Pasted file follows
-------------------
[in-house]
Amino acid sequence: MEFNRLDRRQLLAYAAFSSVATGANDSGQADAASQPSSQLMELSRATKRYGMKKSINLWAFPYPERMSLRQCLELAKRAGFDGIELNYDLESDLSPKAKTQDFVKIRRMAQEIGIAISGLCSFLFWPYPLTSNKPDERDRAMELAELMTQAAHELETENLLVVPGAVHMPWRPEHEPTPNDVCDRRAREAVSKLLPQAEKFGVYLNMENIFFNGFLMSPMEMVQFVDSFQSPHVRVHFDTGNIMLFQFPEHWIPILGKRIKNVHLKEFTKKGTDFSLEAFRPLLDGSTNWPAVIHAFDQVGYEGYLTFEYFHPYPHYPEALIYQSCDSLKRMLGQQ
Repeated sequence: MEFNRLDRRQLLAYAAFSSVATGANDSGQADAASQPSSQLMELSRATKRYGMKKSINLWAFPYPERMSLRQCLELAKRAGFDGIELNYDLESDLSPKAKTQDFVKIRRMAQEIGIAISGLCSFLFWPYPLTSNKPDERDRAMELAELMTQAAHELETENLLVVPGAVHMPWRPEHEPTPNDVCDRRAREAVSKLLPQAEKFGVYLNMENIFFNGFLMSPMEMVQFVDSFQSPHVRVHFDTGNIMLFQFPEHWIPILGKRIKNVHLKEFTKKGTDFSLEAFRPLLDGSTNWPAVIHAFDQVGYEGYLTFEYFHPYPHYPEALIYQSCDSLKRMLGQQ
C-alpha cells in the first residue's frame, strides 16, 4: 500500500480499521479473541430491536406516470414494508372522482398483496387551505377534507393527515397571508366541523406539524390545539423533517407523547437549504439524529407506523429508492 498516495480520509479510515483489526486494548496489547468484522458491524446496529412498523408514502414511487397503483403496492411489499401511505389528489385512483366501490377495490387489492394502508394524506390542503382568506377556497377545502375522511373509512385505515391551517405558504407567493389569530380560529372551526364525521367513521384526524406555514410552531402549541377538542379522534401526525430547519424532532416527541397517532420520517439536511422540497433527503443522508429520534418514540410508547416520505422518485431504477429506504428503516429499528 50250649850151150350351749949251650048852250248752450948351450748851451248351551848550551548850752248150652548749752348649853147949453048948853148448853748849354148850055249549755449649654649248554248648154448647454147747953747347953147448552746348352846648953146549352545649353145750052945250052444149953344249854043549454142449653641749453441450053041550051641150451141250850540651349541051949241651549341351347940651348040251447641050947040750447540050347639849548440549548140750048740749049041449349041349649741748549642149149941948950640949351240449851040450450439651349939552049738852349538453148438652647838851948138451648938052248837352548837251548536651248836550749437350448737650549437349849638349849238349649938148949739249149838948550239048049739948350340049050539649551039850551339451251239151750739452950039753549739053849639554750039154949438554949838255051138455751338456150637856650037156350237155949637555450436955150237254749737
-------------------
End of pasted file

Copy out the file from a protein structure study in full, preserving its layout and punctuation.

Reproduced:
[in-house]
Amino acid sequence: MEFNRLDRRQLLAYAAFSSVATGANDSGQADAASQPSSQLMELSRATKRYGMKKSINLWAFPYPERMSLRQCLELAKRAGFDGIELNYDLESDLSPKAKTQDFVKIRRMAQEIGIAISGLCSFLFWPYPLTSNKPDERDRAMELAELMTQAAHELETENLLVVPGAVHMPWRPEHEPTPNDVCDRRAREAVSKLLPQAEKFGVYLNMENIFFNGFLMSPMEMVQFVDSFQSPHVRVHFDTGNIMLFQFPEHWIPILGKRIKNVHLKEFTKKGTDFSLEAFRPLLDGSTNWPAVIHAFDQVGYEGYLTFEYFHPYPHYPEALIYQSCDSLKRMLGQQ
Repeated sequence: MEFNRLDRRQLLAYAAFSSVATGANDSGQADAASQPSSQLMELSRATKRYGMKKSINLWAFPYPERMSLRQCLELAKRAGFDGIELNYDLESDLSPKAKTQDFVKIRRMAQEIGIAISGLCSFLFWPYPLTSNKPDERDRAMELAELMTQAAHELETENLLVVPGAVHMPWRPEHEPTPNDVCDRRAREAVSKLLPQAEKFGVYLNMENIFFNGFLMSPMEMVQFVDSFQSPHVRVHFDTGNIMLFQFPEHWIPILGKRIKNVHLKEFTKKGTDFSLEAFRPLLDGSTNWPAVIHAFDQVGYEGYLTFEYFHPYPHYPEALIYQSCDSLKRMLGQQ
C-alpha cells in the first residue's frame, strides 16, 4: 500500500480499521479473541430491536406516470414494508372522482398483496387551505377534507393527515397571508366541523406539524390545539423533517407523547437549504439524529407506523429508492 498516495480520509479510515483489526486494548496489547468484522458491524446496529412498523408514502414511487397503483403496492411489499401511505389528489385512483366501490377495490387489492394502508394524506390542503382568506377556497377545502375522511373509512385505515391551517405558504407567493389569530380560529372551526364525521367513521384526524406555514410552531402549541377538542379522534401526525430547519424532532416527541397517532420520517439536511422540497433527503443522508429520534418514540410508547416520505422518485431504477429506504428503516429499528 50250649850151150350351749949251650048852250248752450948351450748851451248351551848550551548850752248150652548749752348649853147949453048948853148448853748849354148850055249549755449649654649248554248648154448647454147747953747347953147448552746348352846648953146549352545649353145750052945250052444149953344249854043549454142449653641749453441450053041550051641150451141250850540651349541051949241651549341351347940651348040251447641050947040750447540050347639849548440549548140750048740749049041449349041349649741748549642149149941948950640949351240449851040450450439651349939552049738852349538453148438652647838851948138451648938052248837352548837251548536651248836550749437350448737650549437349849638349849238349649938148949739249149838948550239048049739948350340049050539649551039850551339451251239151750739452950039753549739053849639554750039154949438554949838255051138455751338456150637856650037156350237155949637555450436955150237254749737